Army and Royal Air Force Air Cadets from Dover and the surrounding area joined Her Majesty’s Lord-Lieutenant of Kent, The Viscount De L’Isle MBE and other local and military dignitaries at the official opening of their new Joint Cadet Centre at Dover, on Thursday 19 April 2018.
The new Joint Centre is now home to approximately 80 Cadets and also the B Company Headquarters of Kent Army Cadet Force. The building previously accommodated a Dover-based Reservist Platoon. The converted construction is based on the current MOD Cadet designs for these centres and has resulted in the internal renovation of the existing Reserves Centre buildings and includes a large Drill Hall, classrooms, kitchenette, toilets, the existing indoor small bore target rifle range, administrative offices for the adult personnel, and store rooms. Each of the three units have separate accommodation but with some sharing of the communal assets.
Dover has had a long history associated with the Armed Forces and, under the direction of the Army 2020 Basing Review, the Reserves and the Army Recruiting Organisation were moved out of the area, thereby vacating the Army Reserves Centre. The site has proved to be an ideal location to operate as a more permanent base for the local Army and Air Cadet Forces, which are military sponsored cadet organisations and for the Units concerned to be based at the same place, under the auspices of the South East Reserve Forces’ and Cadets’ Association. These projects benefit the taxpayer, by having a facility that is now in full use throughout the week, together with some weekends.
Both the Air Cadets and Army Cadets parade on a Tuesday and Thursday night from 1900-2100. The detachments are always looking for young people and adults to join them and take the opportunity to learn new skills, make new friends and earn qualifications in the process.
Lieutenant Breeshea Robinson, Detachment Commander, Dover Army Cadet Force said:
“We are very lucky at Dover to have such a great building now run jointly with the Air Cadets – it’s a great opportunity for us to learn from each other. It feels like the building has a new lease of life! I’m very proud of my cadets and staff and we were honoured to have the Lord-Lieutenant and other dignitaries in attendance”.
WO Matt Dando, Officer in Charge, Dover Squadron said:
“The opening of the joint cadet centre by the Lord-Lieutenant marks the beginning of a new era for Dover Squadron. With better facilities it offers more opportunities for the cadets and allows for combined activities with Dover Detachment ACF”.
After unveiling a wall plaque and declaring the new Joint Cadet Centre open, the Lord-Lieutenant, accompanied by other visitors, toured the Cadets’ accommodation and watched training taking place.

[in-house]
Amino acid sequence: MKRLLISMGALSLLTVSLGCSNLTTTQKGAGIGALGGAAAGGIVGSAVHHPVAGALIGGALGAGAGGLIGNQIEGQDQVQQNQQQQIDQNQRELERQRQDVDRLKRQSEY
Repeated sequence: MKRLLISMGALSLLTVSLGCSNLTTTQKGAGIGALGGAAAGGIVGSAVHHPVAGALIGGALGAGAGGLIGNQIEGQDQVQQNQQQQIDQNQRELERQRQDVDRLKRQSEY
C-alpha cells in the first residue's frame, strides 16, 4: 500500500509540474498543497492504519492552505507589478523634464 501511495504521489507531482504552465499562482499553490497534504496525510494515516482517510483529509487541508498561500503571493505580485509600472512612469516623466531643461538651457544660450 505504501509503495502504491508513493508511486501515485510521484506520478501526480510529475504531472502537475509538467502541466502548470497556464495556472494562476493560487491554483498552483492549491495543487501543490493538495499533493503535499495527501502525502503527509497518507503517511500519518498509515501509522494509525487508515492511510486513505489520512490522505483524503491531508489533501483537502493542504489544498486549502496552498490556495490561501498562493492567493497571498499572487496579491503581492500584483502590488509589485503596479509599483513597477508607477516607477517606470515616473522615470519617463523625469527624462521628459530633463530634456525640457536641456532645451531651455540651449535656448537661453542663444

Major James Thomas Byford McCudden VC DSO MC MM CdeG(FR) RAF, the most highly decorated WWI airman of the entire British Empire, has been honoured with two new memorials marking the 100th anniversary of the awarding of his Victoria Cross.
The Lord-Lieutenant of Kent, Viscount De L’Isle MBE, attended the unveiling of the first memorial paving stone at the Royal Engineers Museum in Gillingham, the town of Major McCudden’s birth, on 12th April 2018.
Major McCudden grew up and went to school on the Island of Sheppey, where the second memorial stone was unveiled at the Sheerness War Memorial on 21st April 2018 by Deputy Lieutenant of Kent Mr Paul Auston DL.
As children, James and his elder brother Willie spent hours watching early planes take off from Eastchurch and both vowed to become pilots. At 14, James left the Garrison School and joined Sheerness Post Office as a telegram boy and by 1910 he followed in his father’s footsteps by becoming a bugler in the Royal Engineers. Three years later he transferred to the fledgling Royal Flying Corps, later to become the Royal Air Force, as a mechanic and went on to become one of its top pilots.
James was born on 28th March 1895, and died on 9th July 1918 in a plane crash on his way to France to take up a new command. He was 23 and had already became one of Britain’s most highly decorated airmen after downing 57 enemy planes. His Victoria Cross, awarded ‘For most conspicuous bravery, exceptional perseverance, keenness, and very high devotion to duty’ was the very first VC awarded to a member of the newly created (on 1st April 1918) Royal Air Force.